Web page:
What is Healthy Food?

The federal government offers extensive recommendations for nutrition. There are thousands of additional sources about healthy eating, widely available, that may or may not agree with the federal guidelines.

Are the federal food guidelines appropriate for all populations?

Should we tell people what to eat?

Sorry, but we believe that the answer to these questions is “no.”

Several shelves full of nectarines and apricots at a grocery store
Fruits are often seen as “healthy” foods | Photo by Elizabeth Layman

There are about 1.8 million species of living beings on earth. Only one of these species struggles with confusion about what the right kind of food is best for its health. Can you guess which species?

If you said, “Humans,” you guessed correctly! Every other species “just knows.” Over the last century, big debates have emerged in Western society about what and how to eat: vegetarian, vegan, low-fat, low-carb, high fat, high fiber, raw foods, low calorie, moderate calorie, fasting, counting chewing, eating slowly. The doctors (and the celebrities) tell us and sell us programs with great passion and confidence, backed up by all kinds of scientific facts and theories about how to be healthy, thin, fit, long-lived, or whatever the top goals are at the moment.

Many new studies come out seeming to contradict the previous ones, and debates about the environment, our compassion for other species, and sustainability add to the challenge. If we could believe in medical science, wouldn’t it be clear and obvious? If “science” is behind these theories, why do they disagree with each other? It’s confusing and frustrating.

It may be that “different strokes for different folks” is true. Certain nutritional programs work better or are healthier for different people or different populations. In the long run, we have to trust our own thinking, try things, and see what happens with our weight, our health, and our happiness.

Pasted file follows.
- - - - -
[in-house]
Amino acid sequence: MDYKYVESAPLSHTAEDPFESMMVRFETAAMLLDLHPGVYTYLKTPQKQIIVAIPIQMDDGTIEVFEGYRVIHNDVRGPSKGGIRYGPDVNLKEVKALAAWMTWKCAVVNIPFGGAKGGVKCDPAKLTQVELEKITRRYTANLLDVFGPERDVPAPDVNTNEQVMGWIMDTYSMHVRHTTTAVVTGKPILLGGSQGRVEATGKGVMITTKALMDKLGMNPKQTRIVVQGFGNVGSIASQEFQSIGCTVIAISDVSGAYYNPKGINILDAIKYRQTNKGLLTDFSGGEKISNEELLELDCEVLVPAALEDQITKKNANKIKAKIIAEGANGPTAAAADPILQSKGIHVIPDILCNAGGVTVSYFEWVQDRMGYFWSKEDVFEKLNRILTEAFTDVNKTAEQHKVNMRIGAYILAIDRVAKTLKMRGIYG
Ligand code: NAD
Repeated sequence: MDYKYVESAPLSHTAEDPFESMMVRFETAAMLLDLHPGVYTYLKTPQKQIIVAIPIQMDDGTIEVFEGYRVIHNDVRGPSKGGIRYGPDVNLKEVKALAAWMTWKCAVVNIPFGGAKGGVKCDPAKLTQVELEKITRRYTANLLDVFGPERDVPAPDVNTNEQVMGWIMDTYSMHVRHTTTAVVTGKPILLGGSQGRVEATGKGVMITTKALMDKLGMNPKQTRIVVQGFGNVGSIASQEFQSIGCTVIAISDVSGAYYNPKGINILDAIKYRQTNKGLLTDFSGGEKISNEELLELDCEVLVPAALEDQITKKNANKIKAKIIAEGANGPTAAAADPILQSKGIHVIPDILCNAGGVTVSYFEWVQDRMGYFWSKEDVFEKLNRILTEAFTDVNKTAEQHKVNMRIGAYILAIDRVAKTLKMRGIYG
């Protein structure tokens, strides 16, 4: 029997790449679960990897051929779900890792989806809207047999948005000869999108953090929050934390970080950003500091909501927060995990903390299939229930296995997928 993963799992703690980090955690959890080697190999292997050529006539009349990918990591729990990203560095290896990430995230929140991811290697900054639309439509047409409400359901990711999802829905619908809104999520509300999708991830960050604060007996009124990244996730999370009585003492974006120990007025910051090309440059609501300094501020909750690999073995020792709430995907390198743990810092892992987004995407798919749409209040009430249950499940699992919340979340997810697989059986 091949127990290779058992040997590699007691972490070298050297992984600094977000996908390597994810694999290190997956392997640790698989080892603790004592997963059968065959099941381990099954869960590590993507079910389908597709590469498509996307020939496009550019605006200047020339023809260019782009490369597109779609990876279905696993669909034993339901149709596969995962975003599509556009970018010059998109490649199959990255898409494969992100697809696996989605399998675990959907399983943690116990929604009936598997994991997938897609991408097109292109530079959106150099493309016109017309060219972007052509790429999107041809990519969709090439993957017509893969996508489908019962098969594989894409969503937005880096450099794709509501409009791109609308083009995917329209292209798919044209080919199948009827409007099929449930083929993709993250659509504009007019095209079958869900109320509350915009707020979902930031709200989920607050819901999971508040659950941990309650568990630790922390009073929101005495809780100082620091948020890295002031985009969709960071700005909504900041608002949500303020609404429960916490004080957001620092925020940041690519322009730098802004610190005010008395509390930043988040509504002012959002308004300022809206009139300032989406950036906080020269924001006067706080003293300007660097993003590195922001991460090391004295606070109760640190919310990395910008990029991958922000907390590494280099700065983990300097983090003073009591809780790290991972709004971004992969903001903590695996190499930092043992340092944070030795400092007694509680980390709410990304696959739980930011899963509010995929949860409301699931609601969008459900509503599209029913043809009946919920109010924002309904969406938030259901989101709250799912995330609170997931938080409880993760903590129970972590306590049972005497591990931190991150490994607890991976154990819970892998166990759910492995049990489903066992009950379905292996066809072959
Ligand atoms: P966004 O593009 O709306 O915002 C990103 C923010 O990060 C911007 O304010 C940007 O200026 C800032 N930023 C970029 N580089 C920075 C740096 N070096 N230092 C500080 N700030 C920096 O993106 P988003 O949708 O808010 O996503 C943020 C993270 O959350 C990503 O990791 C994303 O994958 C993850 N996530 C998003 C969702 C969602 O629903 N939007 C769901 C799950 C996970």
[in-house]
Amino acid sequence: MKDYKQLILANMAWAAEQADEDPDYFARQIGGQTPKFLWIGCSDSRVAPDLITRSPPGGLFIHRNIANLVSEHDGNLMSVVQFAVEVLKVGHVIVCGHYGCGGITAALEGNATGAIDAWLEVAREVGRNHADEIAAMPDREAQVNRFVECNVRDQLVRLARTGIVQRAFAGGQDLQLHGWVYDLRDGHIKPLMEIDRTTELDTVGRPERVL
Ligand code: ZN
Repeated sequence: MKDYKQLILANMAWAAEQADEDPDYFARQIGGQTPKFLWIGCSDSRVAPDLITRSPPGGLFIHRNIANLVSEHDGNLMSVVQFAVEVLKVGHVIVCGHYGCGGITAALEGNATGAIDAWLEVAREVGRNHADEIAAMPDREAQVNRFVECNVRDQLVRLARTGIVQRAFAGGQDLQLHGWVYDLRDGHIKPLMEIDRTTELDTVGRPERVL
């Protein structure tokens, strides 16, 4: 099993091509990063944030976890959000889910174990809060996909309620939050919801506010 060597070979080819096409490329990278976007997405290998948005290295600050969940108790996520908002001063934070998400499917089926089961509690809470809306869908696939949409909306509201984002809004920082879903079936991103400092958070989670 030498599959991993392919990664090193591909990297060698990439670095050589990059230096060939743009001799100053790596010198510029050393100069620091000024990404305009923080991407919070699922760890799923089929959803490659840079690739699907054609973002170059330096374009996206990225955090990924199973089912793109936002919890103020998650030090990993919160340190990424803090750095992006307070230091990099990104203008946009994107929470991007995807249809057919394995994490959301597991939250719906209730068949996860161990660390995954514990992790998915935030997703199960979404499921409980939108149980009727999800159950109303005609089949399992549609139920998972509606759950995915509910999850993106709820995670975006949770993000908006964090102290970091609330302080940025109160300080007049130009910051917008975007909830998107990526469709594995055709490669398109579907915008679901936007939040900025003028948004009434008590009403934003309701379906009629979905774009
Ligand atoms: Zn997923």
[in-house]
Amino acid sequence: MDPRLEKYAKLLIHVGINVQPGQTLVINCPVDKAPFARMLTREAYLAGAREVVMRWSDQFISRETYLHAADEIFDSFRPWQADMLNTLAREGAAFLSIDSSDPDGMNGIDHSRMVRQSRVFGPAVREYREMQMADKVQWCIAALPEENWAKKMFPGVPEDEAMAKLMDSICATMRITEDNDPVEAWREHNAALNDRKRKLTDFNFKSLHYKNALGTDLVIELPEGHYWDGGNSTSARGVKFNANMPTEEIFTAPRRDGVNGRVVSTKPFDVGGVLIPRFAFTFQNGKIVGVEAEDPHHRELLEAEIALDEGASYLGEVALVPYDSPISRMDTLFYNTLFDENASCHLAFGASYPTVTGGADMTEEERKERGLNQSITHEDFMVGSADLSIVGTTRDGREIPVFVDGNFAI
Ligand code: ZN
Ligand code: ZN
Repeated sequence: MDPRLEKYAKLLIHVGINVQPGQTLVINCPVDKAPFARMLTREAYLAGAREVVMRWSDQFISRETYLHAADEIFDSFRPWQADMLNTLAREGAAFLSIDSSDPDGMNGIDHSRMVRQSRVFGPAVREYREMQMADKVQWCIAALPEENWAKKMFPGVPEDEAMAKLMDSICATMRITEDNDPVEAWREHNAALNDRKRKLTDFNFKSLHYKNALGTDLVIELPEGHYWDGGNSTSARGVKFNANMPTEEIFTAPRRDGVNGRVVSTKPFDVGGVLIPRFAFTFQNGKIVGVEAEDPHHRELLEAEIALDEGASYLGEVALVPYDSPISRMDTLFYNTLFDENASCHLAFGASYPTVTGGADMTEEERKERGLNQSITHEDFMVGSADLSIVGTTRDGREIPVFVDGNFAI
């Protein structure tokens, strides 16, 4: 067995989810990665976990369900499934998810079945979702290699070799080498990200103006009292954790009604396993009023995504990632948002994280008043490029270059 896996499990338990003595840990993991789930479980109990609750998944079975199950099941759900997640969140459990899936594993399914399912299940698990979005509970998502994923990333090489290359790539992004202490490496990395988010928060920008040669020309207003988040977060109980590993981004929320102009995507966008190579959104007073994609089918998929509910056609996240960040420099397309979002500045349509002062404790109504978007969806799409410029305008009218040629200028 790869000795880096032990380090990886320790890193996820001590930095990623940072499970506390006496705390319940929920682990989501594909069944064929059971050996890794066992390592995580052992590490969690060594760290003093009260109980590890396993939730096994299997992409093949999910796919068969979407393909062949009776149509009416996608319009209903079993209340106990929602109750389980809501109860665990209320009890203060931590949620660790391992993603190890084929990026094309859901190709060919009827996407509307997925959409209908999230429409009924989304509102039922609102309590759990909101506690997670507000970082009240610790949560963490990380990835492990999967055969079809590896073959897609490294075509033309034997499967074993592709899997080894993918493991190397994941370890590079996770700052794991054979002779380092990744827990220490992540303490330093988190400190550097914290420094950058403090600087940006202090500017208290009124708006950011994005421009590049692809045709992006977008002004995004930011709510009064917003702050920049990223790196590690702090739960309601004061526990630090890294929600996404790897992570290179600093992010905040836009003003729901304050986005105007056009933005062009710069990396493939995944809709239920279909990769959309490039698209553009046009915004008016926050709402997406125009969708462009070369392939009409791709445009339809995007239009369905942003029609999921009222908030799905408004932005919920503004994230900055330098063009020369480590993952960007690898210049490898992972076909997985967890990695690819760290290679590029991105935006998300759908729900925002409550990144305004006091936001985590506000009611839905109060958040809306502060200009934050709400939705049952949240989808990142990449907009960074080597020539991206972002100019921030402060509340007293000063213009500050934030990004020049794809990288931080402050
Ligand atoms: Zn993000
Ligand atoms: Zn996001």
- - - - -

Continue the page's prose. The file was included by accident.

Federal nutritional guidelines are based on scientific research, but still, they may not be the best for everyone, especially those with chronic health difficulties, such as allergies or chemical sensitivities, and compromised digestive function. Not everyone can eat high fiber, for example, and many people are allergic to dairy products. Read more about food allergies in our food allergy post.

A top-down view of a mason jar filled with freshly grated Parmesan cheese
Many people are allergic to dairy products like cheese | Photo by Elizabeth Layman

Another hugely challenging issue is simply that many people cannot afford to eat or don’t have the assistance to purchase and prepare what federal guidelines suggest. Then, they resort to the cheapest foods just to satisfy their hunger and need for calories. This means highly refined carbohydrate foods, such as sugary foods, pasta, potatoes, white bread, and other fast foods, much of it fried.

We understand that these foods are filling and tasty, but they are not healthy when eaten often. We invite you to use the recipes and resources on this website to incorporate healthier foods into your daily routine. Explore a little and find what works best for you.

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